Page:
His main point is summarized thus over at Saturated Space:
“Shouldn’t a school designed in the UK be different from a school designed in Italy, not only because of weather and orientation, urban fabric and location, but also because of its students’ uniforms? How do their spaces respond to the fact that in the UK, the students inhabiting the classrooms will be wearing uniforms (one singular, or binary of colours) while in Italy uniforms are not used at all (a patchwork quilt of colours)? Shouldn’t the foyer of a big office building be primed and ready to welcome and respond to the hordes of men wearing black, grey, blue suits and women wearing pastel colours?”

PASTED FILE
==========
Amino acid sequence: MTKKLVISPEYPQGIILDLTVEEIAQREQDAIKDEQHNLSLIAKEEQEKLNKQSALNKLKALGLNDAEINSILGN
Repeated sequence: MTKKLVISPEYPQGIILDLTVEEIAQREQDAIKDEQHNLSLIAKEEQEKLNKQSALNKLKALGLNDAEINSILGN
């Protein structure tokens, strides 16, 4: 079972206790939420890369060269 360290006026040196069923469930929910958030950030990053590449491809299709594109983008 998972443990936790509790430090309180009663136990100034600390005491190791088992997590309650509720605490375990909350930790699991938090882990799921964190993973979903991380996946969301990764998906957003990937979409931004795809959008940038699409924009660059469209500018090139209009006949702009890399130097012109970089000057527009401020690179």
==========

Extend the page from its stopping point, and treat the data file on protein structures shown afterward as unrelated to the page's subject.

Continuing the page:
His idea brings out life that spaces have after they are forgotten by the architects who built them. This life is full of factors and people that contribute their own colors to the canvas. And while Campisi’s argument is thought provoking there is also the counter argument to be made. In a private school with uniforms the color choices of the students are obviously restricted and thus these spaces lend themselves to Campisi’s type of color consideration. However in the real world, like say here in San Francisco, the color choices of the working public change frequently over time and even with in the same office. His claim to “hordes of men wearing black, grey, blue suits and women wearing pastel colours” is long in the past, the business causal here at least has become far more diverse and frankly just casual.
Does your wardrobe factor in to how you paint you home? Does the color scheme of your office change how you dress? We want to know.